The W boson, one of nature’s force-carrying particles, has been detected by the Collider Detector at Fermilab (CDF) team, which includes 400 scientists from across the world.
The measurement does not match the value predicted by the Standard Model of particle physics, implying that the long-standing theory may require the inclusion of additional, as-yet-undiscovered, parts.
This new result from the CDF experiment, in which UCL was closely involved over many years, is potentially very exciting. The W boson is responsible for the weak nuclear force that mediates radioactive beta-decay and some of the nuclear processes taking place inside the Sun.
Professor David Waters, UCL High Energy Physics Group Leader and CDF Collaboration Member, Department of Physics & Astronomy, University College London
“By measuring very precisely how much the W boson weighs, we are testing Standard Model calculations that take into account quantum fluctuations involving heavy particles. This latest measurement is different to what is predicted, and adds to recent evidence from other experiments, such as those at Fermilab and CERN, that the Standard Model of particle physics may be missing some key elements - perhaps new particles or forces,” adds Professor Waters.
Professor Waters also stated, “The result needs to be scrutinized and confirmed. If this, and other, deviations from the Standard Model are indeed confirmed over the next few years, this would usher in a new era in particle physics.”
A decade of Careful Analysis
After ten years of painstaking investigation, the CDF collaboration at Fermi National Accelerator Laboratory (Fermilab) in the United States, announced the results.
Scientists have now established the particle’s mass with an accuracy of 0.01% using data collected by the cooperation, which is twice as exact as the previous best measurement.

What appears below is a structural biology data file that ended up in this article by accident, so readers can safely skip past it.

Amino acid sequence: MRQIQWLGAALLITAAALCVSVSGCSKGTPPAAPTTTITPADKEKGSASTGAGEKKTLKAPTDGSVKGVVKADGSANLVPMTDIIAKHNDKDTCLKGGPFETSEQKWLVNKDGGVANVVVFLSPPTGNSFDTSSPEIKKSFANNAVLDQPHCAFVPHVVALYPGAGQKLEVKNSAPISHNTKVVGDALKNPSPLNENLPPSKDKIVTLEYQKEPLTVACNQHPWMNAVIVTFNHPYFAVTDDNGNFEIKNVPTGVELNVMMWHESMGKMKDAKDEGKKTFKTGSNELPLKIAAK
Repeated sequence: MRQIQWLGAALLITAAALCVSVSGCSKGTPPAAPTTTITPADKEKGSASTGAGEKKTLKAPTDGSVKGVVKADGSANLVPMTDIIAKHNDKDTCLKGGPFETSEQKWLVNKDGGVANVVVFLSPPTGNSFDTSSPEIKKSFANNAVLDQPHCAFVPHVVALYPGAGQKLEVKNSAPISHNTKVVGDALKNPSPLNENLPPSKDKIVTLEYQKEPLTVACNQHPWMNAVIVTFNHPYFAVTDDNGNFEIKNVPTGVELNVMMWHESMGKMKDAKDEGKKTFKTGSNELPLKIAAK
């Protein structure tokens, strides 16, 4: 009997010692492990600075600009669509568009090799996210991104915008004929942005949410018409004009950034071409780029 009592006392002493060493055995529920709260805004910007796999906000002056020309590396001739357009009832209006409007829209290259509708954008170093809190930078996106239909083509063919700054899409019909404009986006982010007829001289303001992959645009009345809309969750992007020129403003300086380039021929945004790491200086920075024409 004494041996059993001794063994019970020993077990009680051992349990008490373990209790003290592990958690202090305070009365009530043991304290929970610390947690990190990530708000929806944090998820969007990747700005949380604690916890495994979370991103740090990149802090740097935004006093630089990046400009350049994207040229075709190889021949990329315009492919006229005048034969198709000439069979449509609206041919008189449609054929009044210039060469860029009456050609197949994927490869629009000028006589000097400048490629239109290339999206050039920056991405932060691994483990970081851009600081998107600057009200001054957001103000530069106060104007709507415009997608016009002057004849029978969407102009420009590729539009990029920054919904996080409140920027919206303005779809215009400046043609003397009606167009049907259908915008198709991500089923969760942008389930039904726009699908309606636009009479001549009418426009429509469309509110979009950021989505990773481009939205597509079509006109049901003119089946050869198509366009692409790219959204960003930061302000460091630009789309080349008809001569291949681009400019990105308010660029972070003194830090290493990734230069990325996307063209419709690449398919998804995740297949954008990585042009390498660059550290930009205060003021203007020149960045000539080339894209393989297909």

This new mass measurement differs from what scientists would predict if researchers calculated mass using the Standard Model’s hypothesis.
The researcher’s analyzed data from the experiment’s run from 2003 to 2011 when it ceased collecting data. From 2000 to 2012, CDF was supported by the Science and Technology Facilities Council (STFC).
Results like this demonstrate the hidden effort of science—the years of careful number-crunching to progress closer to a new understanding. Physics beyond the Standard Model can come in careful iterations, edging us towards exciting new answers. STFC proudly continues to support UK scientists in the hunt for physics beyond the Standard Model in experiments including the Large Hadron Collider and others around the world.
Professor Grahame Blair, Executive Director, Program, Science and Technology Facilities Council, University College London
Although the new value agrees with some prior W boson mass measurements, there are significant discrepancies when compared to previous results, indicating that more measurements are required to confirm the finding.
The W boson is a weak nuclear force messenger particle that is involved in the nuclear processes that cause the sun to shine and radioactive particles to decay.
From 1985 to 2011, the CDF collaboration gathered massive volumes of data containing W bosons using high-energy particle collisions generated by Fermilab’s Tevatron collider.
For more than 30 years, CDF physicists have strived to improve the precision of W boson mass measurements. This finding is based on the whole dataset acquired from Fermilab’s Tevatron collider’s second run. It is based on the observation of 4.2 million W boson candidates, which is roughly four times the quantity utilized in the collaboration’s 2012 published analysis.
A total of 400 scientists from 54 institutions in 23 countries, including the United Kingdom, are part of the CDF partnership. It includes researchers from UCL as well as Glasgow, Liverpool, and Oxford universities.